20 Ways to Make it Better (#2)

#2. Write in your own voice

Remember Eddie Haskell on the old television program, “Leave it to Beaver”?

“How are you today, Mrs. Cleaver? You certainly look lovely.” “Isn’t it a lovely day today, Mrs. Cleaver?” He had this way of speaking to June Cleaver that was so fake, so phony. Not at all the way he spoke with Wally and The Beav. June didn’t believe him and neither did we.

Do you ever talk that way in your public voice? “Unaccustomed as I am…” “May I inquire…” Does it ever seep over into your writing?

Sometimes if we go for what we think of as proper or educated or smart, instead of sounding smart, we wind up sounding stilted. The natural rhythms and cadences of our real voices are absent and we don’t sound like ourselves or even anyone we know.

Here’s the thing: your own voice is the place and people you come from, the language you learned at the kitchen table and in the back yard. Your own voice comes naturally. Grace Paley said, “If you say what’s on your mind in the language that comes to you from your parents and your street and friends, you’ll probably say something beautiful.”

If you’re having difficulty getting words down on the page, if you feel like you’re arm-wrestling with your pen, if you scratch out and rewrite, if you think instead of writing, especially first-draft writing, then you can bet you’re not writing in your own natural, authentic voice.

Brenda Euland advises, ” Try to discover your true, honest, untheoretical self.”

How to do it? Just get a prompt, set the timer and let ‘er rip. You’ll clean it up later, but what you might discover in that messy draft on the page is your own beautiful, authentic, original voice.

Make Your Own Joyful Noise

Everyone has at least one strong, beautiful, perfectly learned voice and if you use that voice with utter abandon and confidence, good writing happens. Why? Because it’s authentic. Writing in this voice is not something you have to learn. Your voice is already there and it’s unique because you are unique.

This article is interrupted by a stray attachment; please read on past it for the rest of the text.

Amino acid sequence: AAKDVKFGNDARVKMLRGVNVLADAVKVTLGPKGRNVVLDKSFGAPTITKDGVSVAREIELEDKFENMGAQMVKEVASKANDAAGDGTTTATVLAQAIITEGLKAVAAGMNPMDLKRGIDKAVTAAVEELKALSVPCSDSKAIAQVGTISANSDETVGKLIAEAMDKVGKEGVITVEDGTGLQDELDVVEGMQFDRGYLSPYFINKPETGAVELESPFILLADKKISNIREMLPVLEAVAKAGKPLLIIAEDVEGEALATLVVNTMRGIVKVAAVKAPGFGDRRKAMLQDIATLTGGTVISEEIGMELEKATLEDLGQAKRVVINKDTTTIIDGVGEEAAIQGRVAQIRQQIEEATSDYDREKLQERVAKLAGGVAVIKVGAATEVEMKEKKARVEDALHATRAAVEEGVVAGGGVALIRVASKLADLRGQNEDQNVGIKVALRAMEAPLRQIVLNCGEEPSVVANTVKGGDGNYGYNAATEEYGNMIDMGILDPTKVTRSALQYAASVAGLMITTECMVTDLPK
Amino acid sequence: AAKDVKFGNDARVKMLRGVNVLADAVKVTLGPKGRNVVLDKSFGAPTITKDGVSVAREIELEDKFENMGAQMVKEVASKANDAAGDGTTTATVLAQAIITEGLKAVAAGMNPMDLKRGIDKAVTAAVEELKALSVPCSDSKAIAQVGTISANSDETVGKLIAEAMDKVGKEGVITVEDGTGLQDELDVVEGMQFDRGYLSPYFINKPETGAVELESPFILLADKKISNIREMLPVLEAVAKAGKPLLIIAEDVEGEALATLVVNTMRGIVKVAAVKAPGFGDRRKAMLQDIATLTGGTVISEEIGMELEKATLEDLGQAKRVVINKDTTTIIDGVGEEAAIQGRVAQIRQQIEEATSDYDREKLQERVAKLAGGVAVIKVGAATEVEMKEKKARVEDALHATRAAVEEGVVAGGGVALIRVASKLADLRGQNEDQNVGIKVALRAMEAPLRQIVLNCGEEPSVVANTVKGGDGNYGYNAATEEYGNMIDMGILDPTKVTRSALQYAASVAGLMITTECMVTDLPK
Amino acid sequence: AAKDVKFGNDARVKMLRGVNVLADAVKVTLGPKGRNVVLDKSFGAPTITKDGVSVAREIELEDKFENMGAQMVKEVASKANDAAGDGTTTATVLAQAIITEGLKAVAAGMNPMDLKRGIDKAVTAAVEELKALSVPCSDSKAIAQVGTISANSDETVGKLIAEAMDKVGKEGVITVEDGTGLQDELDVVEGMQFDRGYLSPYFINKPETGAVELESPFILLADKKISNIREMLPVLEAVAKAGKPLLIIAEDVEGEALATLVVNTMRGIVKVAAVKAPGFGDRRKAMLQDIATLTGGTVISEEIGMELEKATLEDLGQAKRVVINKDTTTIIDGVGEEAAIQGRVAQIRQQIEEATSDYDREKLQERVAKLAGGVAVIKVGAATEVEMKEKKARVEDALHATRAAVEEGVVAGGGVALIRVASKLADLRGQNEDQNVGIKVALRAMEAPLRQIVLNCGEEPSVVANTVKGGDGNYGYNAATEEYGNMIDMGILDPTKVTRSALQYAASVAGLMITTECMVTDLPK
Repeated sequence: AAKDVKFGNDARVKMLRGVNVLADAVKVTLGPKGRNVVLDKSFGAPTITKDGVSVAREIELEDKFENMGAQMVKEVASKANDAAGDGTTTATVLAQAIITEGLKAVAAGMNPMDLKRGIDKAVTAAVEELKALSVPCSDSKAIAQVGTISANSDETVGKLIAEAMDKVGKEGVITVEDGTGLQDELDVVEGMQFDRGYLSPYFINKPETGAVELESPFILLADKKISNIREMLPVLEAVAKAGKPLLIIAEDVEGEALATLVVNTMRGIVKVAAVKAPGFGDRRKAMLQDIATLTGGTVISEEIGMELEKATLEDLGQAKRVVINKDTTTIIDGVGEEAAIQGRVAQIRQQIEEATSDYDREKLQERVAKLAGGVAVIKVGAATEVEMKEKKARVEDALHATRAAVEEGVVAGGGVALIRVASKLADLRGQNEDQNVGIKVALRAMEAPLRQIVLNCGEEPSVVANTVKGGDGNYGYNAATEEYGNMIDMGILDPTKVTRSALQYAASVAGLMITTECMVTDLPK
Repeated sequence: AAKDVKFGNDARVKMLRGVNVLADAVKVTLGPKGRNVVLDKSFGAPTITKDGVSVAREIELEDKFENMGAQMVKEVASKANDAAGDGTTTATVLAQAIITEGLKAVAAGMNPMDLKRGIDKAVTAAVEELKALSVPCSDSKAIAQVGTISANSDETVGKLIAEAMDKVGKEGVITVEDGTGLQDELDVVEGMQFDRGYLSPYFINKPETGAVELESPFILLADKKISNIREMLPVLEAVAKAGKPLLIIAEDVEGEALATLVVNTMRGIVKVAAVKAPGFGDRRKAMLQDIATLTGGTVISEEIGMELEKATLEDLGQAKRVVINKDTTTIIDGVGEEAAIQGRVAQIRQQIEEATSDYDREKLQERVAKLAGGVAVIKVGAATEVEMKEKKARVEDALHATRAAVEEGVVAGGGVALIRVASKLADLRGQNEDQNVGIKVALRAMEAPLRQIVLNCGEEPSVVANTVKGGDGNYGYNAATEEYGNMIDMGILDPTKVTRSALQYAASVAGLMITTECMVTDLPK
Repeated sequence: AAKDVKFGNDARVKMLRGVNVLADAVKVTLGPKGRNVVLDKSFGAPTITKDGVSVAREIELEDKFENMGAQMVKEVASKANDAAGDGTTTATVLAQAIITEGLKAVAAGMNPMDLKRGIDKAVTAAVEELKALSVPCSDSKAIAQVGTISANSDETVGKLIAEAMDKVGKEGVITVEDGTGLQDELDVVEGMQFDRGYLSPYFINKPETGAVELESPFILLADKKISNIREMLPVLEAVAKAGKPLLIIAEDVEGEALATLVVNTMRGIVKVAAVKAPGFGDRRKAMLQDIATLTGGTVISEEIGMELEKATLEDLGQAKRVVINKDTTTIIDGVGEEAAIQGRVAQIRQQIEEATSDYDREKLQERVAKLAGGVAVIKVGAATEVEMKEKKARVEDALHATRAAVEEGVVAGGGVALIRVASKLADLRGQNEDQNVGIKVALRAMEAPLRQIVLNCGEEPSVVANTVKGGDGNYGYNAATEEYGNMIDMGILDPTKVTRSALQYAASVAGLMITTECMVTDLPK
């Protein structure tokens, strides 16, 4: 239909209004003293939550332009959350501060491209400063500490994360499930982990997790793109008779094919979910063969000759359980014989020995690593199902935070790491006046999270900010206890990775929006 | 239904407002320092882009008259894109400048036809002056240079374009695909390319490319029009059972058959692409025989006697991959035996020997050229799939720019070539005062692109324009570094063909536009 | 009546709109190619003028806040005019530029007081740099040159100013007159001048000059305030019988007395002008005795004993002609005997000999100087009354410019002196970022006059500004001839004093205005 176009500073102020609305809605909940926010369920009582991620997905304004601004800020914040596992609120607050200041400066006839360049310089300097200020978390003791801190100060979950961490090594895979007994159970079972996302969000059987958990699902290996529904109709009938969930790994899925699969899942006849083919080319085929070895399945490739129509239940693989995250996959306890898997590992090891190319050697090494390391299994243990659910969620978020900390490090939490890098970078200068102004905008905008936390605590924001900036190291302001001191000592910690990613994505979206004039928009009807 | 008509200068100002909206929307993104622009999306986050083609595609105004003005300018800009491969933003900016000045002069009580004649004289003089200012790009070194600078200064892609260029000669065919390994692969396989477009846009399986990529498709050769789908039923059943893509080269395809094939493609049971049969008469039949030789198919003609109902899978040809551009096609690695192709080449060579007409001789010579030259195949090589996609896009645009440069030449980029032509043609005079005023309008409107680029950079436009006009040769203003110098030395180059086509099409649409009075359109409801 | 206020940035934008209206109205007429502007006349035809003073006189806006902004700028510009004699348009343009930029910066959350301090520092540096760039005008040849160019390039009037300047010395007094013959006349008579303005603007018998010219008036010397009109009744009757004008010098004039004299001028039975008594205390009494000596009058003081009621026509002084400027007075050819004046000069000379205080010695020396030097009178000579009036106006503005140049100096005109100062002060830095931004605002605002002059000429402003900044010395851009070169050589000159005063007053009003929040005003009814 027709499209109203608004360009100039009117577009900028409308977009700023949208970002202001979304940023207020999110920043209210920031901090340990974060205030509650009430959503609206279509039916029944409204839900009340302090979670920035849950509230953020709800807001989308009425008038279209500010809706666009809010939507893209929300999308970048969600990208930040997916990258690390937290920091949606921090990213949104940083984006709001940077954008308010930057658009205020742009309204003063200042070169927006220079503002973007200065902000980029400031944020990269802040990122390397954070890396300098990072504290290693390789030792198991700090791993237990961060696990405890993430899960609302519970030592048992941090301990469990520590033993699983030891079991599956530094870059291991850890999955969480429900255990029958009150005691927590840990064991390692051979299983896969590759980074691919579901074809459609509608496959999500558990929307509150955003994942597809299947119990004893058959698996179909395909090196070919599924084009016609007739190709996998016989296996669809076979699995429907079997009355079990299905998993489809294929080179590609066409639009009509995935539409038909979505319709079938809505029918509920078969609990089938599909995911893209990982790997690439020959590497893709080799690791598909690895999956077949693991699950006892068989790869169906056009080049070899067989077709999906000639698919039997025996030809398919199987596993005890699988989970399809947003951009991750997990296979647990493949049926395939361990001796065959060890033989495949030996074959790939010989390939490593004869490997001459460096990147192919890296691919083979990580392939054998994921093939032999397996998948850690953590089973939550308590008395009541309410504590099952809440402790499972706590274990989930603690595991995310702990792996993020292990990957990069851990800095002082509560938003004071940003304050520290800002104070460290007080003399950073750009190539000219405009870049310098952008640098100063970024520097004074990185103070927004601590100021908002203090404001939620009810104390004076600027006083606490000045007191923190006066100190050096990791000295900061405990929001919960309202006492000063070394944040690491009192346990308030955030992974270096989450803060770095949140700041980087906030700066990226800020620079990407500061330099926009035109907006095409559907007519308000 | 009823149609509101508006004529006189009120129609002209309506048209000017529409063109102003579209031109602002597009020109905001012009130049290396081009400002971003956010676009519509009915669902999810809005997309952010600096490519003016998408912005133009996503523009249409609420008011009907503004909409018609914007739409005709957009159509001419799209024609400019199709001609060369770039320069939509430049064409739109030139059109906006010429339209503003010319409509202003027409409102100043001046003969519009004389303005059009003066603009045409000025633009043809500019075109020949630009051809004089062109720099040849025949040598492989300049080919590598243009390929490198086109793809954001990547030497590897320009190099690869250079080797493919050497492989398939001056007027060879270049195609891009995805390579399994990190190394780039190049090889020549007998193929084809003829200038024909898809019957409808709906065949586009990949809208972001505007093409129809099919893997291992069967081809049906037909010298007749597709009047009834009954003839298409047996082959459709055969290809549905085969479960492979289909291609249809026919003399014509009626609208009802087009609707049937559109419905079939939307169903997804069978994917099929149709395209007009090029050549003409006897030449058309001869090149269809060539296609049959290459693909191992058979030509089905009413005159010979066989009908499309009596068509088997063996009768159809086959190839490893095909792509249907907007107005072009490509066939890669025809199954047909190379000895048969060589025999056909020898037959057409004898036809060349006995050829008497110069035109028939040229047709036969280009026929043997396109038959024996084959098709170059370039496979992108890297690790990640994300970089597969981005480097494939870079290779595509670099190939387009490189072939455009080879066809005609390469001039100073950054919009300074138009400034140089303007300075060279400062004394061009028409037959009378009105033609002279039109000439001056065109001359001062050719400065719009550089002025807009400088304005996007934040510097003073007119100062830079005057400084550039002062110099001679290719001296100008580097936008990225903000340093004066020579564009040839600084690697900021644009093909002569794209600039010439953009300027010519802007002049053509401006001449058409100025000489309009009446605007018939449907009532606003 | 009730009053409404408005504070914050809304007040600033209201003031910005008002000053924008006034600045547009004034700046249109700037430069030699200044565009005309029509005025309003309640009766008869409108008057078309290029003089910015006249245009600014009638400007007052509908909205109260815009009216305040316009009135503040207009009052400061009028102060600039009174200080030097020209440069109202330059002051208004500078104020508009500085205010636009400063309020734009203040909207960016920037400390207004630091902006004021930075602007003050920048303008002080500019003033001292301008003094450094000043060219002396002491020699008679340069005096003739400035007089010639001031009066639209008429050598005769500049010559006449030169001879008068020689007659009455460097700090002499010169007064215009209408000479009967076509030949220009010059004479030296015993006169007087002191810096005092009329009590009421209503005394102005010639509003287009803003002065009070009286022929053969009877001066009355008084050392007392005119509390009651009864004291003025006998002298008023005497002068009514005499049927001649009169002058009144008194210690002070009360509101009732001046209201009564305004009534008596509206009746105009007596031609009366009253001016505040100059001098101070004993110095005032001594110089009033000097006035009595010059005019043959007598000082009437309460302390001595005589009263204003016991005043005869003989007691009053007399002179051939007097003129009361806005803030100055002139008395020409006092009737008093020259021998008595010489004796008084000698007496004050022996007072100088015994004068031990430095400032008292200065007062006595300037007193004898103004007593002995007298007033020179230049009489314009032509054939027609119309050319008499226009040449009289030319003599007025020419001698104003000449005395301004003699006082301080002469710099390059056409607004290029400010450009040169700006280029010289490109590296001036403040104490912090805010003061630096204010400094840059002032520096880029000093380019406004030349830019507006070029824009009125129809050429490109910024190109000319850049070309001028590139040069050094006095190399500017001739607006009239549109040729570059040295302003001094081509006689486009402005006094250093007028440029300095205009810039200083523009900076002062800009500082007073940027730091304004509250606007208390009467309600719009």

This voice is the place you come from, the language you learned at the kitchen table, in the back yard and surrounded by family. Your authentic voice is attitude, geography and history. Grace Paley said, “If you say what’s on your mind in the language that comes to you from your parents and your street and friends, you’ll probably say something beautiful.”

Sometimes it may seem the more we learn about the craft of writing, the more difficult the act becomes. In trying to get it “right,” we lose the lovely, imaginative voice that comes naturally and write in a voice that is not our own. Writing becomes work. This is where so many writers become discouraged and quit.

Please don’t do that.

Come back to your own native voice. No one knows that language as perfectly as you know it. Allow it to take over and talk through you and onto your page. “Write freely, recklessly, in first drafts,” Brenda Ueland told us.

Our aim as writers is to refine and strengthen our voice, to explore the terrain of our natural language, to discover its peaks and valleys, its sounds and the silence between sounds. Our job is to write and rewrite until what we have written resonates with what is authentic and true.

Remember as you go to your writing, no one else can tell the stories you have to tell and no one else can write them in the voice that is uniquely and authentically your own.

This piece was written for UCSD Extension’s “Enrich Yourself” brochure. I’ll be teaching three workshops at Extension this fall. Find out more here.